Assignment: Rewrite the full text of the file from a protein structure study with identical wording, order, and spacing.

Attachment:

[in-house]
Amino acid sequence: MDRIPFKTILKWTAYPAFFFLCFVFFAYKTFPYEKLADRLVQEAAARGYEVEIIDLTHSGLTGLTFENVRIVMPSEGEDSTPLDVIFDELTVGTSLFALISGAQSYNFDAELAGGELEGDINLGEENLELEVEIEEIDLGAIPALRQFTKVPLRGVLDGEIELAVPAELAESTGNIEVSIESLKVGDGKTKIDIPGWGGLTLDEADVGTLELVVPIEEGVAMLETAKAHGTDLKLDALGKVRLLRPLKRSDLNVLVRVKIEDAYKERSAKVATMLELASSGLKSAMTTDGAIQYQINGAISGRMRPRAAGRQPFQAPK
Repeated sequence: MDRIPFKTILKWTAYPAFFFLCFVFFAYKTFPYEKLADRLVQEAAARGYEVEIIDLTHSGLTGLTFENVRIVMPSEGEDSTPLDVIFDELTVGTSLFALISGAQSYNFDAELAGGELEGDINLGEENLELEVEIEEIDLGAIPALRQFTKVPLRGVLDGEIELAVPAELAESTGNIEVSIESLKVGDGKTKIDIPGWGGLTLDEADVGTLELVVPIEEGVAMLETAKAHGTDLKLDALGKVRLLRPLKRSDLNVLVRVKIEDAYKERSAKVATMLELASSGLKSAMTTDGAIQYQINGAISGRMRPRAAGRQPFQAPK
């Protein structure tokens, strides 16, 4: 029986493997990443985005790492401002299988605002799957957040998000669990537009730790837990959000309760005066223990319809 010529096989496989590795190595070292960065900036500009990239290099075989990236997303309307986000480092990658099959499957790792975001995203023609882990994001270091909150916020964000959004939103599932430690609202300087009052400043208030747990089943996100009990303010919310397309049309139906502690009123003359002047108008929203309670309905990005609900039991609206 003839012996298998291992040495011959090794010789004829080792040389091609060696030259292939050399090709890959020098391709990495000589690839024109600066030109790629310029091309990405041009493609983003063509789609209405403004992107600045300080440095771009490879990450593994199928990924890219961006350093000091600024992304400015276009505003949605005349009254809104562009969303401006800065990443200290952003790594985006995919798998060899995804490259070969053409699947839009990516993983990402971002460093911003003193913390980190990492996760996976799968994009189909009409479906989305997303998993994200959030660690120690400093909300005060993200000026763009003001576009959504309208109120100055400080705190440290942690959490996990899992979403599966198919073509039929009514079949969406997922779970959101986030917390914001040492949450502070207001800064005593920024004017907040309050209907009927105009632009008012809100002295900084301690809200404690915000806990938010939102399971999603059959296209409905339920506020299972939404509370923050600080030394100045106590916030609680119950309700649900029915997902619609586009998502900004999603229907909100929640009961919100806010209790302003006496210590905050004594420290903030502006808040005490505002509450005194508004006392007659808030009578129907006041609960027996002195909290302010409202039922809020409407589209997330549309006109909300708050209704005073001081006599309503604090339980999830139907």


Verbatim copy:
[in-house]
Amino acid sequence: MDRIPFKTILKWTAYPAFFFLCFVFFAYKTFPYEKLADRLVQEAAARGYEVEIIDLTHSGLTGLTFENVRIVMPSEGEDSTPLDVIFDELTVGTSLFALISGAQSYNFDAELAGGELEGDINLGEENLELEVEIEEIDLGAIPALRQFTKVPLRGVLDGEIELAVPAELAESTGNIEVSIESLKVGDGKTKIDIPGWGGLTLDEADVGTLELVVPIEEGVAMLETAKAHGTDLKLDALGKVRLLRPLKRSDLNVLVRVKIEDAYKERSAKVATMLELASSGLKSAMTTDGAIQYQINGAISGRMRPRAAGRQPFQAPK
Repeated sequence: MDRIPFKTILKWTAYPAFFFLCFVFFAYKTFPYEKLADRLVQEAAARGYEVEIIDLTHSGLTGLTFENVRIVMPSEGEDSTPLDVIFDELTVGTSLFALISGAQSYNFDAELAGGELEGDINLGEENLELEVEIEEIDLGAIPALRQFTKVPLRGVLDGEIELAVPAELAESTGNIEVSIESLKVGDGKTKIDIPGWGGLTLDEADVGTLELVVPIEEGVAMLETAKAHGTDLKLDALGKVRLLRPLKRSDLNVLVRVKIEDAYKERSAKVATMLELASSGLKSAMTTDGAIQYQINGAISGRMRPRAAGRQPFQAPK
């Protein structure tokens, strides 16, 4: 029986493997990443985005790492401002299988605002799957957040998000669990537009730790837990959000309760005066223990319809 010529096989496989590795190595070292960065900036500009990239290099075989990236997303309307986000480092990658099959499957790792975001995203023609882990994001270091909150916020964000959004939103599932430690609202300087009052400043208030747990089943996100009990303010919310397309049309139906502690009123003359002047108008929203309670309905990005609900039991609206 003839012996298998291992040495011959090794010789004829080792040389091609060696030259292939050399090709890959020098391709990495000589690839024109600066030109790629310029091309990405041009493609983003063509789609209405403004992107600045300080440095771009490879990450593994199928990924890219961006350093000091600024992304400015276009505003949605005349009254809104562009969303401006800065990443200290952003790594985006995919798998060899995804490259070969053409699947839009990516993983990402971002460093911003003193913390980190990492996760996976799968994009189909009409479906989305997303998993994200959030660690120690400093909300005060993200000026763009003001576009959504309208109120100055400080705190440290942690959490996990899992979403599966198919073509039929009514079949969406997922779970959101986030917390914001040492949450502070207001800064005593920024004017907040309050209907009927105009632009008012809100002295900084301690809200404690915000806990938010939102399971999603059959296209409905339920506020299972939404509370923050600080030394100045106590916030609680119950309700649900029915997902619609586009998502900004999603229907909100929640009961919100806010209790302003006496210590905050004594420290903030502006808040005490505002509450005194508004006392007659808030009578129907006041609960027996002195909290302010409202039922809020409407589209997330549309006109909300708050209704005073001081006599309503604090339980999830139907």